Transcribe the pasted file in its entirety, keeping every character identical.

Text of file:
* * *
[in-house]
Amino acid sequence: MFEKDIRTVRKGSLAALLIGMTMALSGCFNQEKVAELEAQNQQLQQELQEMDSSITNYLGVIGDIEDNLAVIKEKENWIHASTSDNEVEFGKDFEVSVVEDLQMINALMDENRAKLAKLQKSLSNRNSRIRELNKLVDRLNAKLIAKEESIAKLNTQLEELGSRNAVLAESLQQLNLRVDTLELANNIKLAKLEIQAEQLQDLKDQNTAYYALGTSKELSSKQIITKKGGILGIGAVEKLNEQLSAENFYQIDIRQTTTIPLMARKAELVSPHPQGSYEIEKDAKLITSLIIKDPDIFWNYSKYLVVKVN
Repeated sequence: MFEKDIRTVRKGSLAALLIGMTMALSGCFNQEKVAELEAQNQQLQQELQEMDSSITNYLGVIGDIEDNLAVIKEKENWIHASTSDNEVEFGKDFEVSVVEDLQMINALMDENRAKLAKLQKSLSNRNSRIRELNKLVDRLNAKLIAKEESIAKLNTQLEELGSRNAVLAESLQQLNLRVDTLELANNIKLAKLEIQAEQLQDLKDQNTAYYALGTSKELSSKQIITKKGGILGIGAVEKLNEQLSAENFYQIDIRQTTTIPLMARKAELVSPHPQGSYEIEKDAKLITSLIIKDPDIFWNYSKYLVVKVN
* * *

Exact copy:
[in-house]
Amino acid sequence: MFEKDIRTVRKGSLAALLIGMTMALSGCFNQEKVAELEAQNQQLQQELQEMDSSITNYLGVIGDIEDNLAVIKEKENWIHASTSDNEVEFGKDFEVSVVEDLQMINALMDENRAKLAKLQKSLSNRNSRIRELNKLVDRLNAKLIAKEESIAKLNTQLEELGSRNAVLAESLQQLNLRVDTLELANNIKLAKLEIQAEQLQDLKDQNTAYYALGTSKELSSKQIITKKGGILGIGAVEKLNEQLSAENFYQIDIRQTTTIPLMARKAELVSPHPQGSYEIEKDAKLITSLIIKDPDIFWNYSKYLVVKVN
Repeated sequence: MFEKDIRTVRKGSLAALLIGMTMALSGCFNQEKVAELEAQNQQLQQELQEMDSSITNYLGVIGDIEDNLAVIKEKENWIHASTSDNEVEFGKDFEVSVVEDLQMINALMDENRAKLAKLQKSLSNRNSRIRELNKLVDRLNAKLIAKEESIAKLNTQLEELGSRNAVLAESLQQLNLRVDTLELANNIKLAKLEIQAEQLQDLKDQNTAYYALGTSKELSSKQIITKKGGILGIGAVEKLNEQLSAENFYQIDIRQTTTIPLMARKAELVSPHPQGSYEIEKDAKLITSLIIKDPDIFWNYSKYLVVKVN